4.Accomplishments
1. Carotenoid pathway genes in watermelon: Watermelons contain carotenoids, pigments with antioxidant properties. Scientists at the South Central Agricultural Research Laboratory in Lane, OK, in cooperation with researchers at Texas A&M, USDA-ARS Charleston, NC, and the Newe Ya'ar Research Center, ARO, Israel, determined that a point mutation in the Lycopene beta-cyclase gene inhibits downstream production of carotenoids which causes accumulation of lycopene and thus produces red watermelon. The experiment also determined that the functional version of this gene produces yellow varieties. The scientists cloned this gene and produced a molecular marker. This tool can be used to select breeding plants at the seedling stage for red or yellow fruit color. Since red watermelon contain more carotenoids then yellow watermelons, this marker can also be used to select for increased nutrition in watermelon.

2. Inheritance of four watermelon flesh colors: Watermelon come in many different colors and color combinations but the inheritance of flesh color has been difficult to study because of the subjective nature of visual ratings. Scientists at the South Central Agricultural Research Laboratory in Lane, OK, in cooperation with researchers at Texas A&M, used visual ratings in conjunction with specialized methods and equipment to study the inheritance of color at the molecular as well as biochemical level. One new color type (pale) and multiple new pigments were determined (carotenoids and chlorophylls) as well as how these traits were inherited. This knowledge will allow improved breeding practices for watermelon selection and may lead to improved phytonutrient content of watermelon.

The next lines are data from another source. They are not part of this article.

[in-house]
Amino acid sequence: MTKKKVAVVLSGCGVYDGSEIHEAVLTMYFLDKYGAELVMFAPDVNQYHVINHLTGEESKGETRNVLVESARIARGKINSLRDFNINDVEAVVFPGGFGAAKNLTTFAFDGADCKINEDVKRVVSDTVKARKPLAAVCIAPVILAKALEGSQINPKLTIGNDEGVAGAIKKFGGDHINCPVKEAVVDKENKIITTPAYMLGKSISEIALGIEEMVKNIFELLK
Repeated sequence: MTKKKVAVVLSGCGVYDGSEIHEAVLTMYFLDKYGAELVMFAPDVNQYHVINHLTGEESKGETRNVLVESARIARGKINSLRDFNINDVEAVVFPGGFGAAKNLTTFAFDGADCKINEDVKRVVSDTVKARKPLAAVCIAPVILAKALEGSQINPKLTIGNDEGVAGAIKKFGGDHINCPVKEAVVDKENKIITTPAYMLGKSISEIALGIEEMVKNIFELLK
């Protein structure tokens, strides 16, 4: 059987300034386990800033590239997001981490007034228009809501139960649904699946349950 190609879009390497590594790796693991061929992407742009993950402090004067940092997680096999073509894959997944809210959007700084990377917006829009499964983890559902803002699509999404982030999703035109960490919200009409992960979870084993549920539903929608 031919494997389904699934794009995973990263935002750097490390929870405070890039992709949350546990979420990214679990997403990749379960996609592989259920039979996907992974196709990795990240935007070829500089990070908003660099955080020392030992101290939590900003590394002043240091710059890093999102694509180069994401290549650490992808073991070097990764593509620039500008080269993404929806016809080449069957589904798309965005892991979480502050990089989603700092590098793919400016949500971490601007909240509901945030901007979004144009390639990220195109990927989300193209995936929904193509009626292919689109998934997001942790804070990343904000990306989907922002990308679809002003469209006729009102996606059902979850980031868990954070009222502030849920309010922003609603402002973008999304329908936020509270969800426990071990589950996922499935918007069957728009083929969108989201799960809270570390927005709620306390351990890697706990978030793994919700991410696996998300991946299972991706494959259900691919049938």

5.Significant Activities that Support Special Target Populations
1. Scientists participated in extension tours, field days, and agricultural conferences where technology was transferred to primarily small-acreage growers.

2. Scientists actively interacted with local, female, small-scale organic growers to help with marketing and production issues in fruit and vegetable production.


6.Technology Transfer

Number of the New/Active MTAs (providing only)1
Number of Invention Disclosures Submitted1
Number of Web Sites Managed1

Review Publications
Takeda, F., Perkins Veazie, P.M. 2009. The Nuts and Bolts of High Tunnel production and Manipulation for Specialized Applications: Introduction to the Workshop. HortScience. 44(2):230.

Moore, P., Perkins Veazie, P.M., Weber, C., Howard, L. 2008. Environmental effect on antioxidant content of ten raspberry cultivars. Acta Horticulturae. 777:499-503.

Weber, C.A., Perkins Veazie, P.M., Moore, P., Howard, L. 2008. Variability of antioxidant content in raspberry germplasm. Acta Horticulturae. 777:493-498.

Levi, A., Wechter, W.P., Davis, A.R. 2009. EST-PCR Markers Representing Watermelon Fruit Genes are Polymorphic among Watermelon Heirloom Cultivars Sharing a Narrow Genetic Base. Plant Genetic Resources. 7:16-32.

Last Modified: 4/18/2014